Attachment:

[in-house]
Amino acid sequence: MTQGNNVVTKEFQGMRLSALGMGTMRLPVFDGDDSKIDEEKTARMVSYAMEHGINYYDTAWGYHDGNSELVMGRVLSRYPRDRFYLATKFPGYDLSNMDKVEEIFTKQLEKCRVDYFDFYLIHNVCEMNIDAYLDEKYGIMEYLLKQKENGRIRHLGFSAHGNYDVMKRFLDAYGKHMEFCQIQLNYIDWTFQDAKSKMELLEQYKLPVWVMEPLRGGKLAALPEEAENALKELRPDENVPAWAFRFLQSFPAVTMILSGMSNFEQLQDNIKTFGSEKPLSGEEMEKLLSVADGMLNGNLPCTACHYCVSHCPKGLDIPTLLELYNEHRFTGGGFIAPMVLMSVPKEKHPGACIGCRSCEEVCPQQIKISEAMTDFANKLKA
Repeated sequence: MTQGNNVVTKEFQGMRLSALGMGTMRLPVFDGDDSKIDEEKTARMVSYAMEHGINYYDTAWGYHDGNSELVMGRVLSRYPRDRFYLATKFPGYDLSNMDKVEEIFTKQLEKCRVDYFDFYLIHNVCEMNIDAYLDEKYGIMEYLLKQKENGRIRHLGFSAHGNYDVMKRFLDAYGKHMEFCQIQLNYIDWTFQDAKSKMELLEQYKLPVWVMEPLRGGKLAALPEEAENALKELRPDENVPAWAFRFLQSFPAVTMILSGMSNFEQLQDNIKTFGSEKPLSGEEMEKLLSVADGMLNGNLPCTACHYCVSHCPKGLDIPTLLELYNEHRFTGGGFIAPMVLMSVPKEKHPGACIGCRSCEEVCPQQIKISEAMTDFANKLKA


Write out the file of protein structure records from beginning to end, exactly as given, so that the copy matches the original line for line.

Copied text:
[in-house]
Amino acid sequence: MTQGNNVVTKEFQGMRLSALGMGTMRLPVFDGDDSKIDEEKTARMVSYAMEHGINYYDTAWGYHDGNSELVMGRVLSRYPRDRFYLATKFPGYDLSNMDKVEEIFTKQLEKCRVDYFDFYLIHNVCEMNIDAYLDEKYGIMEYLLKQKENGRIRHLGFSAHGNYDVMKRFLDAYGKHMEFCQIQLNYIDWTFQDAKSKMELLEQYKLPVWVMEPLRGGKLAALPEEAENALKELRPDENVPAWAFRFLQSFPAVTMILSGMSNFEQLQDNIKTFGSEKPLSGEEMEKLLSVADGMLNGNLPCTACHYCVSHCPKGLDIPTLLELYNEHRFTGGGFIAPMVLMSVPKEKHPGACIGCRSCEEVCPQQIKISEAMTDFANKLKA
Repeated sequence: MTQGNNVVTKEFQGMRLSALGMGTMRLPVFDGDDSKIDEEKTARMVSYAMEHGINYYDTAWGYHDGNSELVMGRVLSRYPRDRFYLATKFPGYDLSNMDKVEEIFTKQLEKCRVDYFDFYLIHNVCEMNIDAYLDEKYGIMEYLLKQKENGRIRHLGFSAHGNYDVMKRFLDAYGKHMEFCQIQLNYIDWTFQDAKSKMELLEQYKLPVWVMEPLRGGKLAALPEEAENALKELRPDENVPAWAFRFLQSFPAVTMILSGMSNFEQLQDNIKTFGSEKPLSGEEMEKLLSVADGMLNGNLPCTACHYCVSHCPKGLDIPTLLELYNEHRFTGGGFIAPMVLMSVPKEKHPGACIGCRSCEEVCPQQIKISEAMTDFANKLKA